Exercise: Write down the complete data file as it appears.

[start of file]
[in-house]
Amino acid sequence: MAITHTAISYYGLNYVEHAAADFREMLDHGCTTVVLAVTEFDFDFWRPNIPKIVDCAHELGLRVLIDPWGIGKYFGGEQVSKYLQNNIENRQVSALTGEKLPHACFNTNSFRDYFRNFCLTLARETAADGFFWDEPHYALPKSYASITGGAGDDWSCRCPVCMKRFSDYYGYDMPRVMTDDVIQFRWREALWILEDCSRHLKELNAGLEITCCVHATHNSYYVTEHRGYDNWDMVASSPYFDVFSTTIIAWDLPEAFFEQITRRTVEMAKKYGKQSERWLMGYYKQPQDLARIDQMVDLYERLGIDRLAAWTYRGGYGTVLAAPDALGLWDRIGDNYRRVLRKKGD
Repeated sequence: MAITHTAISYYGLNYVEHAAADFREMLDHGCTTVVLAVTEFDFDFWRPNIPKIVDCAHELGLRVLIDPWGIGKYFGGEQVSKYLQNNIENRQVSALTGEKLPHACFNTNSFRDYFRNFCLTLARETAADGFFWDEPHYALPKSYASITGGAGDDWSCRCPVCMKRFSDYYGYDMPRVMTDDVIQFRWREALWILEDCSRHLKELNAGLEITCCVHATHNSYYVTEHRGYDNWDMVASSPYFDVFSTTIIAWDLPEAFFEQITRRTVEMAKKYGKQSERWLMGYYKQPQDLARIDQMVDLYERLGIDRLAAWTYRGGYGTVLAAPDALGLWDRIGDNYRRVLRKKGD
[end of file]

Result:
[in-house]
Amino acid sequence: MAITHTAISYYGLNYVEHAAADFREMLDHGCTTVVLAVTEFDFDFWRPNIPKIVDCAHELGLRVLIDPWGIGKYFGGEQVSKYLQNNIENRQVSALTGEKLPHACFNTNSFRDYFRNFCLTLARETAADGFFWDEPHYALPKSYASITGGAGDDWSCRCPVCMKRFSDYYGYDMPRVMTDDVIQFRWREALWILEDCSRHLKELNAGLEITCCVHATHNSYYVTEHRGYDNWDMVASSPYFDVFSTTIIAWDLPEAFFEQITRRTVEMAKKYGKQSERWLMGYYKQPQDLARIDQMVDLYERLGIDRLAAWTYRGGYGTVLAAPDALGLWDRIGDNYRRVLRKKGD
Repeated sequence: MAITHTAISYYGLNYVEHAAADFREMLDHGCTTVVLAVTEFDFDFWRPNIPKIVDCAHELGLRVLIDPWGIGKYFGGEQVSKYLQNNIENRQVSALTGEKLPHACFNTNSFRDYFRNFCLTLARETAADGFFWDEPHYALPKSYASITGGAGDDWSCRCPVCMKRFSDYYGYDMPRVMTDDVIQFRWREALWILEDCSRHLKELNAGLEITCCVHATHNSYYVTEHRGYDNWDMVASSPYFDVFSTTIIAWDLPEAFFEQITRRTVEMAKKYGKQSERWLMGYYKQPQDLARIDQMVDLYERLGIDRLAAWTYRGGYGTVLAAPDALGLWDRIGDNYRRVLRKKGD